The role of dispositional envy, state envy, and social comparisons in predicting learning outcomes

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Learning and Motivation


Limited studies to date have investigated how objectively assessed learning outcomes are associated with dispositional malicious and benign envy, together with state malicious and benign envy. The current experimental study modeled an online learning environment. Participants (N = 120) received one of three types of visual feedback showing their progress throughout learning task. The feedback showed varying upward social comparison information, or lack thereof, to arouse state malicious and benign envy. The findings revealed that dispositional malicious and benign envy had direct effects on learning outcomes. State malicious envy, however, had no effect on learning, and state benign envy did not pass the manipulation check. The social comparison with an attainable standard requiring less effort had a total effect on learning outcomes but no indirect effect, implying that there were potentially unmeasured factors (e.g., affective or motivational) arising from the intervention. The study offers a unique contribution to the literature with rare empirical evidence supporting the association between dispositional envy (malicious and benign) and objectively assessed cognitive performance. The study also suggests practical guidelines to facilitate constructive social comparison effects, while limiting the potential of envy or other affective or motivational consequences that may impinge upon learning.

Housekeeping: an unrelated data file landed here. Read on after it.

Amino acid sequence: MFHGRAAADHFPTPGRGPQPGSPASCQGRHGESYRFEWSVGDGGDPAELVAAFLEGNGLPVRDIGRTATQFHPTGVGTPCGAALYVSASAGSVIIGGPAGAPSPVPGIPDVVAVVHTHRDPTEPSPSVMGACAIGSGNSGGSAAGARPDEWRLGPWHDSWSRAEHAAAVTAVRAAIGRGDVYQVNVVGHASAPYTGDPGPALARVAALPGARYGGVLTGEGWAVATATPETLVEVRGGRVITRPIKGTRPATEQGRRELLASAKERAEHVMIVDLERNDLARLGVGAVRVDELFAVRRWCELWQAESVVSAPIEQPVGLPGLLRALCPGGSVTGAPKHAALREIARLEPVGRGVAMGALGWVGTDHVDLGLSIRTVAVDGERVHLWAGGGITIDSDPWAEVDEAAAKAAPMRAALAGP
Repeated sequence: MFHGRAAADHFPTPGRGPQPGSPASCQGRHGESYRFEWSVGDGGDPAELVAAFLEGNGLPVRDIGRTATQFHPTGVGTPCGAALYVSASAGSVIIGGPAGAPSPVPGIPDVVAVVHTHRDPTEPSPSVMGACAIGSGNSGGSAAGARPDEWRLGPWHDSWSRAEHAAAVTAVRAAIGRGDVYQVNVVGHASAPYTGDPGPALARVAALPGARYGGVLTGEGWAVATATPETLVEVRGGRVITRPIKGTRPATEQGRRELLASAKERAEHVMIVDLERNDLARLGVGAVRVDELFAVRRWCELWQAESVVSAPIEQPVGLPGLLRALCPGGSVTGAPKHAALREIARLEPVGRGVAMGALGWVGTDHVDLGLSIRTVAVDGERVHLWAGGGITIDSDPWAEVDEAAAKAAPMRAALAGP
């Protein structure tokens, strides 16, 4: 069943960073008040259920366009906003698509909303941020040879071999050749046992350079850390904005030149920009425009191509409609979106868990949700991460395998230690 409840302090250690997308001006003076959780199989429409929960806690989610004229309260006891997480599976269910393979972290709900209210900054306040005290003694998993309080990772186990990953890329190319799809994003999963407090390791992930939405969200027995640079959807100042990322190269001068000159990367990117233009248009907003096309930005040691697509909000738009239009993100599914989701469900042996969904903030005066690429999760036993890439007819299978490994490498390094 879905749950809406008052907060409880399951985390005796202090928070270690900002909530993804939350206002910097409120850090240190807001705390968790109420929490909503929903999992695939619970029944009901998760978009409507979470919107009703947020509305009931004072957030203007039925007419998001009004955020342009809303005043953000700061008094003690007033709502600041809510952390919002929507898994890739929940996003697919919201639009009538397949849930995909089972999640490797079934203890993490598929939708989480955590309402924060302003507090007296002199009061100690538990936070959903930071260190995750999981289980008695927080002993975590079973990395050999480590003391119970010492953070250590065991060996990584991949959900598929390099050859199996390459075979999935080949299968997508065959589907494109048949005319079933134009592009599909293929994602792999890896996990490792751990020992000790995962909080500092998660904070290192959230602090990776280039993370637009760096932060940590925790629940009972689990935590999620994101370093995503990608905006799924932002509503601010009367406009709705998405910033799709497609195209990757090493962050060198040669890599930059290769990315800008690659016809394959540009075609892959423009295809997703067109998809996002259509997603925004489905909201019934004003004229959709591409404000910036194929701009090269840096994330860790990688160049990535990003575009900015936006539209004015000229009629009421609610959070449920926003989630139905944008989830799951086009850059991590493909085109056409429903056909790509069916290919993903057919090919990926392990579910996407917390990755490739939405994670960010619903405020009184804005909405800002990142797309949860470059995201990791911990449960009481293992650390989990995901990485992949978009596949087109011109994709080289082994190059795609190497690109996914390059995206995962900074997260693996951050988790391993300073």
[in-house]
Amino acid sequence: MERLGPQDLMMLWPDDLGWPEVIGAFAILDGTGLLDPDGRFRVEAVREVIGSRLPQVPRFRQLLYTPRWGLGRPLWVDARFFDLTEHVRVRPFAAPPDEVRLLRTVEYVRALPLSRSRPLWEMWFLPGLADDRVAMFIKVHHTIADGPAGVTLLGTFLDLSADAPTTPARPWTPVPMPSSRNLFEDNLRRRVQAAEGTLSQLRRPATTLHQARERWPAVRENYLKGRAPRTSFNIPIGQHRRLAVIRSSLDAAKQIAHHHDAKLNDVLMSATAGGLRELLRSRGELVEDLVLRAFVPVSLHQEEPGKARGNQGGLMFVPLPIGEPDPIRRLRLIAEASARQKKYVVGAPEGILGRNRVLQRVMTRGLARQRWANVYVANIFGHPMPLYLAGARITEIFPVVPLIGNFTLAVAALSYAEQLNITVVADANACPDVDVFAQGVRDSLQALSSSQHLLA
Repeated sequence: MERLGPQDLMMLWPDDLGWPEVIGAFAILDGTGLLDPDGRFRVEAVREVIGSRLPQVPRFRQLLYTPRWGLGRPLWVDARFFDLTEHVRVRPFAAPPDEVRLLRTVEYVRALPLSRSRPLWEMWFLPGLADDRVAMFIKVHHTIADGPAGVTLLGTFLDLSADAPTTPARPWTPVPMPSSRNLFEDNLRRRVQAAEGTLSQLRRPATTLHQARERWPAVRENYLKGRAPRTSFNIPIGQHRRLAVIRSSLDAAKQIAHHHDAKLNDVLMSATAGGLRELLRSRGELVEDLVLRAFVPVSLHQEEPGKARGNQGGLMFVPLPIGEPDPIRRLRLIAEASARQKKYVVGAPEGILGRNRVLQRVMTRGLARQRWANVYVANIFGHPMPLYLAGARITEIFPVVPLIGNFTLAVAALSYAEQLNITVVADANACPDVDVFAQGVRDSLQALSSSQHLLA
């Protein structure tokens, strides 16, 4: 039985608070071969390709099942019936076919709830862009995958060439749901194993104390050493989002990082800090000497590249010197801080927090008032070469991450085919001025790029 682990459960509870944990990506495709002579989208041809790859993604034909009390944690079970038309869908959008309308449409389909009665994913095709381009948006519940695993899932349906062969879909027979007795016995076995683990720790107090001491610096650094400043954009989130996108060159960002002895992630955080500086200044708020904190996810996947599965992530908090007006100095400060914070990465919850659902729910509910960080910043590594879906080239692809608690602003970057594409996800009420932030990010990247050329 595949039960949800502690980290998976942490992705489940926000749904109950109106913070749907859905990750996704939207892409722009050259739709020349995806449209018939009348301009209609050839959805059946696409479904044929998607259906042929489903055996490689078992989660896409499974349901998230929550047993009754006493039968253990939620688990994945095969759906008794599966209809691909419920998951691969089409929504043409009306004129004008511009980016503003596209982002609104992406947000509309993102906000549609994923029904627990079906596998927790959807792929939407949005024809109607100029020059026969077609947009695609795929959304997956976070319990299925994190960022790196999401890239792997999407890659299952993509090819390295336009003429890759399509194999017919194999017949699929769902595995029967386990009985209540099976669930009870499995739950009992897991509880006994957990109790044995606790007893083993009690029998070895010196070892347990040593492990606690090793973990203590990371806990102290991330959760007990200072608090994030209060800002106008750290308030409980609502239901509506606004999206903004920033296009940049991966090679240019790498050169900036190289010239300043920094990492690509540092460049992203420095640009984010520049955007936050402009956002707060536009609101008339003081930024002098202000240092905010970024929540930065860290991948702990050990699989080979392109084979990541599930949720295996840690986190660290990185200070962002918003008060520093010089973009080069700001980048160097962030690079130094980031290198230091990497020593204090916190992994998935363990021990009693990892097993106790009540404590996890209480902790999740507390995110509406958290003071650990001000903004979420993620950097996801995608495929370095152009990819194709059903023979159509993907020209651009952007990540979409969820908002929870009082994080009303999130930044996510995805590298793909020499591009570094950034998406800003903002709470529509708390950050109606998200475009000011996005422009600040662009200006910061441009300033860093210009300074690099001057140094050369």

Professional Learning and Innovation

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